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Criminal Justice Theories Drift Theory Suggests That

Words: 675 Length: 2 Pages Document Type: Essay Paper #: 82978264

Criminal Justice Theories

Drift theory suggests that people drift from one extreme to another during the course of their lifetimes. When applied in the context of criminal justice, it reflects the idea that people drift between conventional and criminal behaviors. After a crime is committed, the individual may balance that criminality by drifting back towards conventional behavior. In this way, criminality is partly chosen, but also partly determined, because the willingness to commit a crime comes with preparation and desperation. Preparation does not imply that the person has actively prepared to engage in criminal behavior but that the person has placed himself in a position where it is possible to commit a crime. Fatalism contributes to drift, with people being more likely to commit crimes when they feel as if their options have been limited and that they lack control. Furthermore, with drift comes an underlying sense of injustice, so that offenders are more likely to drift towards criminal behavior when they feel as if an injustice has occurred

The containment theory is that every person has some proclivity for criminal behavior in them, but that they are contained from doing so because of internal and external constraints. Containment theory…… [Read More]


Patchin, J. (2011). Criminological theory summaries. Retrieved October 29, 2011 from University of Wisconsin Eau Claire website:

See, E. (2004). Student study guide for Ronald L. Akers and Christine S. Sellers'

Criminological theories: Introduction, evaluation, and applications, 4th Edition. Retrieved October 29, 2011 from Roxbury Publishing Company website:
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Analyzing Criminology Classical Theory

Words: 1111 Length: 3 Pages Document Type: Essay Paper #: 20824315


Classical theory elucidates crime as a creation and outcome of beliefs that advantages of committing crimes are extremely greater than normative, socially acceptable behavior. The foundation of this school of thought on criminology is that crime is a rational choice and that many individuals have the capacity to resort to crime. In addition, individuals will commit crime subsequent to the comparison of prospective advantages and disadvantages of such actions. The positivist school of criminology tries to ascribe crime causation to understood, contemplative assertion of advantages that criminal activities carry. Next, sociological school of criminology asserts that crime comes about due to manifold factors that can be split into mental, biological, and social factors. Therefore, it implies that crime is a result of social factors and elements that influence the behavior of human beings.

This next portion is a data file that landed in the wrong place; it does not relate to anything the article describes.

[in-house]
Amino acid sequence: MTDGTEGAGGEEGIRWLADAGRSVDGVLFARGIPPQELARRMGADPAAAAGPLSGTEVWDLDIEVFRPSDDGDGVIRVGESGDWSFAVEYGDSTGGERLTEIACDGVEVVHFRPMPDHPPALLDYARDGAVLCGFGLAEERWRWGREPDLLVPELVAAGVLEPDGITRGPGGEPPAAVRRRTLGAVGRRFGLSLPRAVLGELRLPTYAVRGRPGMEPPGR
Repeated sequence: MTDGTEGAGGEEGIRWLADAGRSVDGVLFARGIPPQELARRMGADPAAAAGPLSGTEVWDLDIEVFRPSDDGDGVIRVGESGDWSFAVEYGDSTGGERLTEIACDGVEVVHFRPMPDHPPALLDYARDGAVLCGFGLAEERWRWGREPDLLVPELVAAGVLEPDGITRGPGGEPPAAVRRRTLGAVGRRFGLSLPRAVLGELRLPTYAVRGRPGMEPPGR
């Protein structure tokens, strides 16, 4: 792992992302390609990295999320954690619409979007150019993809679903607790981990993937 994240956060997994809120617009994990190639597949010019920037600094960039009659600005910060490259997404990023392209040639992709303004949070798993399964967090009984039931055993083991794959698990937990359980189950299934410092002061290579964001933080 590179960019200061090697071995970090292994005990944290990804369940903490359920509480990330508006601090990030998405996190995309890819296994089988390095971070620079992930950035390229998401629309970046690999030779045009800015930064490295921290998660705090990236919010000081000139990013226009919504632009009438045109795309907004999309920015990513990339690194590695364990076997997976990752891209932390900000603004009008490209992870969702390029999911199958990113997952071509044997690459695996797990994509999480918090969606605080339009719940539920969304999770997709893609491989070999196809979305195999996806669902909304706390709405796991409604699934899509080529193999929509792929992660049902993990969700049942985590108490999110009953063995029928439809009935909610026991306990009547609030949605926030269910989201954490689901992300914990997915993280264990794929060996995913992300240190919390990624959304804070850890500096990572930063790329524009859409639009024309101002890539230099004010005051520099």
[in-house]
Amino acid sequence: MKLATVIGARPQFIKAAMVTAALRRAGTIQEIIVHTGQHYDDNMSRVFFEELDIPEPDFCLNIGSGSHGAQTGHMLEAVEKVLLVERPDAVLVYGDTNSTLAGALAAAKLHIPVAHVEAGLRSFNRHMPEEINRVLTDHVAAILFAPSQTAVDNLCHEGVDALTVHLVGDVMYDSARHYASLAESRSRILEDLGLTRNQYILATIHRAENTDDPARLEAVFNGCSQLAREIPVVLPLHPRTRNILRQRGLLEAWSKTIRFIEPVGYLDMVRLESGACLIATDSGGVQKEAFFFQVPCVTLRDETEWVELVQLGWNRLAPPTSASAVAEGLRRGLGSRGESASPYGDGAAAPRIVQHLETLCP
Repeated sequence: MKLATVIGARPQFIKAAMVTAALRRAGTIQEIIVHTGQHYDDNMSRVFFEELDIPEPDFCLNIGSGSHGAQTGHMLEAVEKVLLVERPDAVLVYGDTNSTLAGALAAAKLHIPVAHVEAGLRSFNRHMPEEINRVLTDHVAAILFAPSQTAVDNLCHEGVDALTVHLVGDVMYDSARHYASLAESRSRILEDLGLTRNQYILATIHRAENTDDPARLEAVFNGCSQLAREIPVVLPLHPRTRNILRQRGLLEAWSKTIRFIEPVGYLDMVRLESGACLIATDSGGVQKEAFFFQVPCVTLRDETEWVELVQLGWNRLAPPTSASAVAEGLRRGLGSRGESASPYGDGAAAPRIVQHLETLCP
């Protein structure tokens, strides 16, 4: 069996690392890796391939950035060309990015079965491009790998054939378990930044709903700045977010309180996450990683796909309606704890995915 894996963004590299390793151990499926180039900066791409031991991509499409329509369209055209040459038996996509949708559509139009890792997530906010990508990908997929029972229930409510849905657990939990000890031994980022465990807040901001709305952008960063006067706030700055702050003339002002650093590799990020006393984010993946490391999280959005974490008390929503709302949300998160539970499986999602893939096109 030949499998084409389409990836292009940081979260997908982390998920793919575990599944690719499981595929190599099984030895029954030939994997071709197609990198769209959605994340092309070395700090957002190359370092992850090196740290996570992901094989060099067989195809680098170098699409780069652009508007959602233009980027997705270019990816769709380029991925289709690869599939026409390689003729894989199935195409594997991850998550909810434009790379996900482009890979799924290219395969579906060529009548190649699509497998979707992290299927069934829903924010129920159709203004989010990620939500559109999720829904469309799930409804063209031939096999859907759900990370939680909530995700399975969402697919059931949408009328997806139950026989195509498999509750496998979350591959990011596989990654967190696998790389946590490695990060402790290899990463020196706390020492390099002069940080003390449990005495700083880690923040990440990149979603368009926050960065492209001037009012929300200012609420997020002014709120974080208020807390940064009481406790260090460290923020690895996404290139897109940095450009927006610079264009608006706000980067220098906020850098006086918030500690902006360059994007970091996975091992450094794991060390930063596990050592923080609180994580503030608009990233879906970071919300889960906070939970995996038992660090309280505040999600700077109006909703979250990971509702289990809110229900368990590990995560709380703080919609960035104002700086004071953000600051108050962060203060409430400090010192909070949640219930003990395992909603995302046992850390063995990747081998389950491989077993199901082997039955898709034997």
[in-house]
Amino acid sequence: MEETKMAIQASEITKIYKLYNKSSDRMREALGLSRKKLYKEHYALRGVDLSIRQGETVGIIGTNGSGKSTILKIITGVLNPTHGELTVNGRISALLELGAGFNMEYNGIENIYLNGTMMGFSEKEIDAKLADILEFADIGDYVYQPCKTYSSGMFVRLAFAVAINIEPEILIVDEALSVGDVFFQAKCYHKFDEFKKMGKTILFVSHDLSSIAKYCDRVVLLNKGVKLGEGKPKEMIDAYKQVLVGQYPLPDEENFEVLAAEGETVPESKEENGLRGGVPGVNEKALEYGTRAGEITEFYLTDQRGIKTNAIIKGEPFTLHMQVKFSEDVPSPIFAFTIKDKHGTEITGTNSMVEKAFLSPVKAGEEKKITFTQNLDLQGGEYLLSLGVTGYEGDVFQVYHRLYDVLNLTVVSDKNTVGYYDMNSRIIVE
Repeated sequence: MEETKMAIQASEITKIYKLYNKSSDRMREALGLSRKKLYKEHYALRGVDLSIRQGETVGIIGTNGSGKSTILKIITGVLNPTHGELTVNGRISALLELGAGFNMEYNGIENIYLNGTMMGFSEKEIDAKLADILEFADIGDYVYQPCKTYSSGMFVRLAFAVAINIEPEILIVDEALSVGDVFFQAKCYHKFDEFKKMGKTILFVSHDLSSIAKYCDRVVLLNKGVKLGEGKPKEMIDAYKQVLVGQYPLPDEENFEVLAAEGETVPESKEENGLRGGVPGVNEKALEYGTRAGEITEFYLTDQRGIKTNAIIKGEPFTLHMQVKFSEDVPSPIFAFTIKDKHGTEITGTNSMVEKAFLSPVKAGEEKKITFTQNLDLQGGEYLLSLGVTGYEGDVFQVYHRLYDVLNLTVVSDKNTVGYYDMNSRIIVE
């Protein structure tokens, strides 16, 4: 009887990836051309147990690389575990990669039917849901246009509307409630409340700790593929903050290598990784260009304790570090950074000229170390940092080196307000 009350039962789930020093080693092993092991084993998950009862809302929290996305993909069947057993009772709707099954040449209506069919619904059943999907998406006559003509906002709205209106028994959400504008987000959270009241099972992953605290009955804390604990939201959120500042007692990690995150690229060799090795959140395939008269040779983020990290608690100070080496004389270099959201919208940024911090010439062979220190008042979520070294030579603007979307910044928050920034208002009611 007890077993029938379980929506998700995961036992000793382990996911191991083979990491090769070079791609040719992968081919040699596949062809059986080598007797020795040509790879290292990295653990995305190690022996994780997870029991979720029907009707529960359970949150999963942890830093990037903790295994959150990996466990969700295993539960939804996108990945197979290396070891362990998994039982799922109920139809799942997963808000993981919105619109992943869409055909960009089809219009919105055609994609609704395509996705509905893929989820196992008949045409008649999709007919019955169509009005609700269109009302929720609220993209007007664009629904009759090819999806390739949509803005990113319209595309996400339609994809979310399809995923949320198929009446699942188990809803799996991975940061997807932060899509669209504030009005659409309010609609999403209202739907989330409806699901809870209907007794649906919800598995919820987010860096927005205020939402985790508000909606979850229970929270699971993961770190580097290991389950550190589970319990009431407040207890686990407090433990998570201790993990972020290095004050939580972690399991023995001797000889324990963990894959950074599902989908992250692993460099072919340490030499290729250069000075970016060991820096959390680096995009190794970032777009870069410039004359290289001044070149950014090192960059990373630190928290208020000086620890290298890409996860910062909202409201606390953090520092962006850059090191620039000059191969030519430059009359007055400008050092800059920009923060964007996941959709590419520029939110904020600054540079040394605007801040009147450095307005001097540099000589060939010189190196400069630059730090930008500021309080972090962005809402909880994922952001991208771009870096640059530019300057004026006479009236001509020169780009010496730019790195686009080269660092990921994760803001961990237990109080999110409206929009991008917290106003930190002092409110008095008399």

Week 2 Discussion

Siegel delineates the three different ways crime is recorded in our country. The first method is the uniform crime report. This encompasses the collection of data from police department records all over the nation regarding reported crimes and arrests. The strengths are that it is a measure of arrests and homicides and it is a dependable nationwide sample. The downside is that it…… [Read More]

Works Cited

Boston University Metropolitan College. Reintegrative Shaming & Restorative Justice, 2016. Web. Retrieved:

Criminal Justice. Similarities and Differences Between Social Control Theories and Other Major Theories of Crime. Social Control Theory, 2016. Web. Retrieved

Mongold, Jennifer L., and Bradley D. Edwards. "Reintegrative Shaming: Theory into Practice." Journal of Theoretical & Philosophical Criminology 6.3 (2014): 205.

Podgor, Ellen S. "The challenge of white collar sentencing." The Journal of criminal law and criminology (2007): 731-759.
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Social Media and How it Goes on

Words: 2736 Length: 8 Pages Document Type: Essay Paper #: 19237487

Social Media and how it goes on to affects people. The advantages and the risks of social media are discussed. Furthermore, it goes on to talk about appropriate and inappropriate content. Use of social media in the professional world is also discussed.

Social Media is basically the modes of interaction among persons in which they produce, exchange, and share information in varied virtual communities and network. (Ahlqvist et al., 2008) This information can include written information, pictures, videos and audio notes as well. Kaplan and Haenlein (2010) describe this form of technology as varies internet origin applications that were created on technological and ideological foundations that merely allow the exchange of content that the user himself created. Initially, social media was only prevalent on laptops or pcs but now this technology has move on to mobile phones. This therefore enables users to upload and share information instantaneously. The advent of social media presented the world with some opportunities along with risks as well. A major setback that has been seen by social media is the amount of time people spend on social media websites.